When it comes to purchasing ham, there are a variety of choices. Whole hams are the entire back leg portion that has been cured in a wet brine, heated, and cooked through. Sometimes smoke is added to the cooking process in which case the ham should be labeled “smoked.” These types of hams, also called city hams, are typically sold bone-in, though boneless options are available too.
Whole hams can be broken down and sold as half hams, which are either the butt or shank end of the leg. The butt can be meatier, but some people find it more difficult to carve. Because the shank is lower on the leg, the muscles get more action and the meat can be slightly less tender than that of the butt section.
Fresh hams can also be the whole back leg portion, but they have not been cured or smoked and will require more time in the oven than cured hams.
Country hams are another option. A Southern favorite that’s mostly available online or at specialty shops, country hams are cured with a dry brine and heavily salted. Some are hung and aged in cold storage. Because they’re so salty, it’s common to soak country hams before cooking them, though it’s not essential.
To help you determine what size ham to cook, consider these basic guidelines: For bone-in hams, count on serving two to three people per pound for boneless, four to five people per pound.
You likely already own everything you need to make ham. The National Pork Board recommends cooking ham on a flat rack in a roasting pan. A heavy-duty roasting pan is a must, and if yours has sturdy handles, all the better for lifting the meat in and out of the oven. You’ll also need a meat thermometer to check the internal temperature of the ham as well as a brush to apply any glaze.
Most hams are “fairly well trimmed,” so you likely won’t need to do anything to the meat, explains Pamela Johnson, the director of consumer communications for the National Pork Board. If necessary, use a sharp knife to remove any tough rind or skin as well as any excess fat—you want a ⅛- to ¼-inch-thick layer of fat. Most recipes will ask you to score the fat in a diamond pattern, which Johnson says helps the glaze to penetrate and flavor the meat. When you’re ready to put the ham in the oven, arrange the meat with the cut or exposed side down, which keeps it from drying out. Most recipes also call for adding at least a small amount of water to the bottom of the roasting pan to prevent the juices or any glaze from burning when they hit the hot pan.
Most hams are fully cooked and simply need to be reheated. Technically, any fully cooked ham can be served cold, but most cooks find that glazing and warming greatly improves both the flavor and appearance. When reheating a fully cooked ham, the internal temperature needs to reach 140°F. If you’re cooking a fresh ham, the Board recommends taking it to 145°F for medium-rare, or 160°F for medium. As with all large cuts, it’s important to give the meat a brief rest, so that the juices can return to the center. The National Pork Board advises a minimum three-minute rest before carving and recommends slicing as you need it, so the meat doesn’t dry out.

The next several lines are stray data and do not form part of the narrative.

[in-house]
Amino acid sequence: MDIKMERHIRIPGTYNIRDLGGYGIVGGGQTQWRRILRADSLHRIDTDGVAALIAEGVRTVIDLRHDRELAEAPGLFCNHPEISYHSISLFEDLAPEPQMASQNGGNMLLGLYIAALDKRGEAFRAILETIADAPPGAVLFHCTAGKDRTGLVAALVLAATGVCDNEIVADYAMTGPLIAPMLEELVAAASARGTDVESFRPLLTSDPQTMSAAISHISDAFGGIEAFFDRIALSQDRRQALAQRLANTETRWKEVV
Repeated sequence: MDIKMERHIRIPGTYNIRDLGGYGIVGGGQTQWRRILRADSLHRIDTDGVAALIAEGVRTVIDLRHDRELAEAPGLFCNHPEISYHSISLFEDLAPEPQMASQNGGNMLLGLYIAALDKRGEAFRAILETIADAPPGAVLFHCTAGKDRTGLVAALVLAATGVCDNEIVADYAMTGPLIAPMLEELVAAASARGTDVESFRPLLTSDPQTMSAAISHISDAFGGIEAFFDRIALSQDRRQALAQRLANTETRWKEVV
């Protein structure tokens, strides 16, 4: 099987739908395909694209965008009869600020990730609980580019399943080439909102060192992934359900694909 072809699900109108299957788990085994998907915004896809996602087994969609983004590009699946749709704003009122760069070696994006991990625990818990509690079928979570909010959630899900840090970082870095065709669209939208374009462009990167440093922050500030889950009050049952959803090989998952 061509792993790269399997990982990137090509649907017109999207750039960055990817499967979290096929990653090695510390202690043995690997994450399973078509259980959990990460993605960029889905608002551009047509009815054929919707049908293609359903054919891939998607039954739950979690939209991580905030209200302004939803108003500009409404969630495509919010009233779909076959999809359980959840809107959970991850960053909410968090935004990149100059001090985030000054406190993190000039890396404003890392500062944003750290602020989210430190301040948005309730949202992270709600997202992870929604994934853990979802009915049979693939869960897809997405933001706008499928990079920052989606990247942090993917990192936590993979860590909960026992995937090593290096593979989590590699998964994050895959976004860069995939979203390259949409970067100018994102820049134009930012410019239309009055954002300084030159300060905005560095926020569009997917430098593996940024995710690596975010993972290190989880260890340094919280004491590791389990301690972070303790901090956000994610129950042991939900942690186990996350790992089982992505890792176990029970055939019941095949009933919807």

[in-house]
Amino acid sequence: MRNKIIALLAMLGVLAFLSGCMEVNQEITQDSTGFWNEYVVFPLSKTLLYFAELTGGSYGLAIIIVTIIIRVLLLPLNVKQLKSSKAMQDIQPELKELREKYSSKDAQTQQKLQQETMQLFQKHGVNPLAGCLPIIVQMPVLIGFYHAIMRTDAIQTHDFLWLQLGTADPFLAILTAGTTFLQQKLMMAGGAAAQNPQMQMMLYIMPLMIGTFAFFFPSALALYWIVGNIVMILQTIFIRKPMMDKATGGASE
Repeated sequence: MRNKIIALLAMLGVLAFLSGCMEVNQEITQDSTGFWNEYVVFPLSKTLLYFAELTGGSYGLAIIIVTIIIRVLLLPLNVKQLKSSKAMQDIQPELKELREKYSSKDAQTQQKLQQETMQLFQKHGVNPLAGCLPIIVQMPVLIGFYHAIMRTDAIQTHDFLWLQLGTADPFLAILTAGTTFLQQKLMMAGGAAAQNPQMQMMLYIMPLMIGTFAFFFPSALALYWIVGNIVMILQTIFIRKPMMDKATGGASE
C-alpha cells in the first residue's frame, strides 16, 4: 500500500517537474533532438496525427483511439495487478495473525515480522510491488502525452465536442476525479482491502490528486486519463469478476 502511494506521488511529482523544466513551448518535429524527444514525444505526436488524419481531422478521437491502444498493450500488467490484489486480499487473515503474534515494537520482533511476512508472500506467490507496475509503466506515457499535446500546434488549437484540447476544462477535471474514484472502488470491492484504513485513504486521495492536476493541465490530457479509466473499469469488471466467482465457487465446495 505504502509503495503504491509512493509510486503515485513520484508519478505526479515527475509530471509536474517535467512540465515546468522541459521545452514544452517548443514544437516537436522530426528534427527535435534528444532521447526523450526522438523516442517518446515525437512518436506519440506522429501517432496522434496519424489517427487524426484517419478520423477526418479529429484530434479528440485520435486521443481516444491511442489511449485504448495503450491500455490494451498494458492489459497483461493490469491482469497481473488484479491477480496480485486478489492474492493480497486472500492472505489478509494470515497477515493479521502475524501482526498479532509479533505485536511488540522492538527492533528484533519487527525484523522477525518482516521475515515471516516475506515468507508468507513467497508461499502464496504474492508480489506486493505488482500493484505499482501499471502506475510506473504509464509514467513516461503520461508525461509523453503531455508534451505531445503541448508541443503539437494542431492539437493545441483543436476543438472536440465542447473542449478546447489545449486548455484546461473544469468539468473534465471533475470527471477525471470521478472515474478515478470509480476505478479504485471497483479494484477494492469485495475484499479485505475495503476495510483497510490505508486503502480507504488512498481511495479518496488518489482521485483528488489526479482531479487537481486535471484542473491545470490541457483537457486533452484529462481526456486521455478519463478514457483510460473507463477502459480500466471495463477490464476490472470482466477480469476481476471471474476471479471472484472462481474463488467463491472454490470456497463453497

Ham yields enough to feed a whole family, and then some. Leftover ham is great for making fried rice, hash, pasta, omelets, quiche, and, of course, sandwiches. Johnson adds that frozen ham can be used to make soups, stews, and chowders.
Easter breakfast recipes
I wish you all a wonderful holiday. Enjoy these light and delicious Easter recipes!
This post is originally published in April 2020. It's updated with new recipes and republished in April 2021.
Natalie Knezic is a certified nutrition coach, and weight loss specialist, and creator of Natalie's health blog. She's passionate about helping others live healthier more fulfilled lives through a healthy diet and active lifestyle. She actively coaches, creates recipes, and writes about a healthy lifestyle. Her articles have been featured on many popular websites, like Shape, Men’s Fitness, Greatist, Pure Wow, Mashed, The Huffington Post, ELLE Magazine, and many more.
*Disclosure: This post may contain affiliate links which means if you make a purchase, I’ll make a small commission at no additional cost to you. Please know that I only link products that I recommend. Thank you for supporting Natalie’s Health!
This Easter we made our best ham to date. The glaze for this delicious ham uses traditional ingredients, like cloves, brown sugar and spicy brown mustard but adds in a can of Dr. Pepper for an interesting and tasty flavor. Enjoy!
Dr. Pepper Glazed Easter Ham
Makes enough to glaze one ham
- 1 whole fully cooked bone-in ham (15-18 Pounds)
- whole cloves
- 3 cups brown sugar
- 1/2 cup spicy brown mustard
- 1 can Dr. Pepper
- 3 Tablespoons apple cider vinegar
- Preheat the oven to 325-f degrees.
- Score the surface of the ham in a diamond pattern about 1/8-inch deep. Place cloves in the middle of each diamond. Place the ham in a large roasting pan with a rack, tent it with foil, and bake for 2 to 2/12 hours---or longer, depending on the package directions. (Some hams may require 3 to 3 1/2 hours at a lower temp just check the package.)
- Heat the brown sugar, mustard, vinegar and soda in a small saucepan until bubbly. Cook until reduced and a bit thicker, about 15 minutes.
- After about 2 hours of baking time, remove the foil and brush the glaze on the ham in 20 minutes intervals (put the ham back in the oven, uncovered, in between) until it's nice and glossy. Remove from the oven and allow to rest 15-20 minutes before carving. Pour any leftover glaze over the sliced ham.
This recipe produced a moist flavorful ham for our dinner. I subbed dijon mustard (that's what was in the fridge) and it clumped instead of blending. I will definitely do this again with a brown mustard. Thanks for an alternative to the traditional ones.
Thank you for your feedback! Mustard I have found in glazes like this do tend to clump until the glaze warms up in the pan. A whisk should help if you stir it very well while it simmers.
Waterbury Publications, Inc.
While there aren't many Easter recipes that are staples, making a quiche always feels like an easy go-to for Easter brunch. Make individual quiches for the family with this mini muffin-tin recipe.
Get our recipe for Muffin-Tin Quiches.
30. Retro Jello Salad
Hopefully, your moms and grandmas have been making you jello salad since birth. But if not, you&rsquove got to try this uniquely classic side.
A jello salad made with 7 Up, lime jello, cream cheese, and cherries. It&rsquos always a showstopper and tastes surprisingly delightful as well. It&rsquos zesty, and creamy, and will bring everyone back to the 70s, in the best way.